Ka Lae, Hawaii, and Other National Extremes

What’s our southernmost point? That’s a loaded question.

If I were to ask you what the southernmost point in the United States was, many of you would assume that it’s Key West, Florida. Well, it is and it isn’t. Mostly, it isn’t.

It’s rather a loaded question, as it happens. We Americans get very competitive about our extreme points. (The facts below are thanks to Wikipedia, that font of all human knowledge. Financially support it if you can.)

Recently I stood on the southernmost point in the 50 states, which is Ka Lae, Hawaii. Ka Lae is Hawaiian for “the point”, so it’s also known as South Point. I got there after having first passed through Nāʻālehu, Hawaii, which is the southernmost town in the 50 states. I did that after having visited Hilo, Hawaii, the southernmost place with a population over 25,000 in the 50 states. And to get to the Big Island to experience these “southernmosts”, I had to change planes in Honolulu, which is the southernmost U.S. state capital and the southernmost incorporated place in the 50 states. The Big Island of Hawaii also happens to be the most extensive, and also the tallest, island in all U.S. territory, and in fact is the tallest island in the entire Pacific Ocean. So there.

And here I was, thinking this post would be simple. Silly me. It turns out that these southernmost points depend upon if you’re considering unincorporated territories, such as American Samoa, or just incorporated territories, such as Palmyra Atoll, or only the 50 states, or only the continental United States.

The southernmost city of more than 250,000 residents in all U.S. territory is San Juan, Puerto Rico. I’ve also been there. Florida only starts coming into play when you look for “the southernmost point in the 48 contiguous states occasionally above water at low tide.” That “place” is called Western Dry Rocks, and I think that’s stretching the whole southern extremes thing to the breaking point. (By the way, Key West can take credit for being the southernmost incorporated place in the contiguous 48 states. And I’ve been there, too.)

When you get to the Easternmost and Westernmost extremes, it gets even worse. Are we talking about direction of travel or longitude? Are we talking about the first sunrise or sunset in a U.S. territory? The Prime Meridian and the International Date Line also throw a spanner in the works.

Don’t even get me started about what constitutes the highest and lowest points, and the “pole of inaccessibility”, which is the place most distant from ocean access. You also have to take geographic centers with a grain of salt. Visit that Wikipedia page for some enlightenment regarding extreme points. (I was amused to discover that I work in the northernmost city of more than 500,000 residents but less than a million residents in the United States, which is Seattle, Washington.)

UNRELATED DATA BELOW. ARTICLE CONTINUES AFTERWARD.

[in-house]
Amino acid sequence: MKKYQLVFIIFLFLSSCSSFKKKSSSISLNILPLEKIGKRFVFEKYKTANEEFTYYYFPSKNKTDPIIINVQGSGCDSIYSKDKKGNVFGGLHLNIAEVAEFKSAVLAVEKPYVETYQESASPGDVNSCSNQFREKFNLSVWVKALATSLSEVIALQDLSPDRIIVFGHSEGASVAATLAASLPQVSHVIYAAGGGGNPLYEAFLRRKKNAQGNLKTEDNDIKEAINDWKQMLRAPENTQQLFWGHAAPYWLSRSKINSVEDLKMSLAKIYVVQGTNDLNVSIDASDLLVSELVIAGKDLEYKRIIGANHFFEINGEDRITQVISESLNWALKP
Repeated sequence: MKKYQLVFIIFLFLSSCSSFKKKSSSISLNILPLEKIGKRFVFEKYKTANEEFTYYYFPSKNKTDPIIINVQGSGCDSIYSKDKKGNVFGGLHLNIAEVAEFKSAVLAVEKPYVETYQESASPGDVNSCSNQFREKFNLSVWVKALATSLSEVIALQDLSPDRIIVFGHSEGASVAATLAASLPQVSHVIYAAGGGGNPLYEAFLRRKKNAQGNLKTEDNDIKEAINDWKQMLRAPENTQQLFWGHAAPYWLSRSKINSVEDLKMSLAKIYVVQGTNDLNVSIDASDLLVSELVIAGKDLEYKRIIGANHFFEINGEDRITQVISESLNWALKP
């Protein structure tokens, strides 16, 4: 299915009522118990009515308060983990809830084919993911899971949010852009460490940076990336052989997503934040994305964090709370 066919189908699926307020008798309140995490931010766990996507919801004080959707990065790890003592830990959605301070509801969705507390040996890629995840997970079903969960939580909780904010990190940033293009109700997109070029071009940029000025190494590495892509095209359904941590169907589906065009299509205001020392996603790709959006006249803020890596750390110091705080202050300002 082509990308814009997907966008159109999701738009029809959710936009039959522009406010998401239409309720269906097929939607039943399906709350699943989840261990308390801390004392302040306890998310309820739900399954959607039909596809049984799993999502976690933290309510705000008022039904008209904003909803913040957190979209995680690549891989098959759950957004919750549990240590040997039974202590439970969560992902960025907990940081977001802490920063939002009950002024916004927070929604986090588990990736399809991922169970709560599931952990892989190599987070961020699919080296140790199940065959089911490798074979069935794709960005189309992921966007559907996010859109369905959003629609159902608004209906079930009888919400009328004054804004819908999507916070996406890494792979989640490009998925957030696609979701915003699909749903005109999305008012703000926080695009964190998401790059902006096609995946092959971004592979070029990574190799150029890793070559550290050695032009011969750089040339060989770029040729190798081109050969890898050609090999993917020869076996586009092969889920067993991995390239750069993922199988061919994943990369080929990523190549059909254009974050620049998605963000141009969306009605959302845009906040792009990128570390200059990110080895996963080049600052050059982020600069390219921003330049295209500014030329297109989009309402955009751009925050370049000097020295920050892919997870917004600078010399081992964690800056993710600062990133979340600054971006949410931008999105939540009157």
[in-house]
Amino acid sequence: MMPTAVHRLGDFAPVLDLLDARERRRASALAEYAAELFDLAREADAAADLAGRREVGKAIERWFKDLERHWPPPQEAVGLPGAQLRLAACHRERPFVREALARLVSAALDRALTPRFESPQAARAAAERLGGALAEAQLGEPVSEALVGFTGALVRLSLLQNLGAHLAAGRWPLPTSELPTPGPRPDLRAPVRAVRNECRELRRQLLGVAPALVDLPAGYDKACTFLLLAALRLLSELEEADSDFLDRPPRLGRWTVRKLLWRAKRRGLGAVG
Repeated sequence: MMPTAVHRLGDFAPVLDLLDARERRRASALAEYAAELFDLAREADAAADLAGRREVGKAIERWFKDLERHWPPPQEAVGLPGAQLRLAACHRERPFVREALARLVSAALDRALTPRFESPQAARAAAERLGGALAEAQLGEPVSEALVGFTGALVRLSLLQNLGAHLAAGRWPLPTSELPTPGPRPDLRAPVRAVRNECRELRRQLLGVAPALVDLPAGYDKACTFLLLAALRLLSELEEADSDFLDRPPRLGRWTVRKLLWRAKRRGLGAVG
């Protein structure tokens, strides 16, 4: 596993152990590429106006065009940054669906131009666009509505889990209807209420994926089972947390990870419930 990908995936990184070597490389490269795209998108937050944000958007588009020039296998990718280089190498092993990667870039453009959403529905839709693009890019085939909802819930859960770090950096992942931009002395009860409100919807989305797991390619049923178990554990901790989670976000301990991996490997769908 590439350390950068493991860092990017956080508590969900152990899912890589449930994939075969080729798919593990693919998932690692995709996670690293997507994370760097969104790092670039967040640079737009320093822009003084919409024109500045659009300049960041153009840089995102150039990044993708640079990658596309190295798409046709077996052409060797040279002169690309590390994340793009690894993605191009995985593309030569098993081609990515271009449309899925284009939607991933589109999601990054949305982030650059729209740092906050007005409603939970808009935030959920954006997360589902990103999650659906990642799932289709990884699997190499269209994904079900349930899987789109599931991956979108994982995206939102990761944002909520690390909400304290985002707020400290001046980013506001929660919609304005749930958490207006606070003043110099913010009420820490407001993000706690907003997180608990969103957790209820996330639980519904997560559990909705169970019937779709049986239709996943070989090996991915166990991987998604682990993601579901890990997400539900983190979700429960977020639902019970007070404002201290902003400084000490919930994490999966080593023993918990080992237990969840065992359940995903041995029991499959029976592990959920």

I have no idea why all things extreme seem to be so important to us, but there you have it.

Now that I’ve boggled your mind, I’ll tell you what the southernmost point in the 50 states is like. First impressions of Ka Lae, Hawaii: It’s as windy as all holy hell. These short videos taken by Dear Husband will give you an impression of how windy that is.

I don’t think I could live down there or I’d lose my mind from the unrelenting noise. It’s so windy, in fact, that the area hosts a wind farm. It’s so windy that what few trees trees there are wind up looking like they’re sporting a Donald Trump comb over.

In 1964, the whole area was designated a National Historic District called South Point Complex. When I came upon the plaque, I discovered that at least one person isn’t very happy about that. Later, we came across other monuments which I assume were put up by native Hawaiians. One of them said, “Hawaii is not America.” Another said, “We’re still here.”

Indeed, the locals have much to be testy about. This map of the big island, which shows you how much land is owned by rich white men and corporations, is similar to the map of every island, and it’s kind of sickening to think about. Colonialism in its purest, most unpalatable form.

Ka Lae is also home to the ugliest lighthouse on earth, in my opinion. It’s a 32 foot concrete tower. I think the southernmost point in the 50 states deserves better than that.

The area is also an archaeological site where it’s believed the Polynesians first landed in Hawaii. It is home to the ruins of an ancient Hawaiian temple, and a fishing shrine. You can see holes in the rock ledges that ancient Hawaiians used to moor their canoes, so they could take advantage of the excellent fishing grounds without drifting out to sea.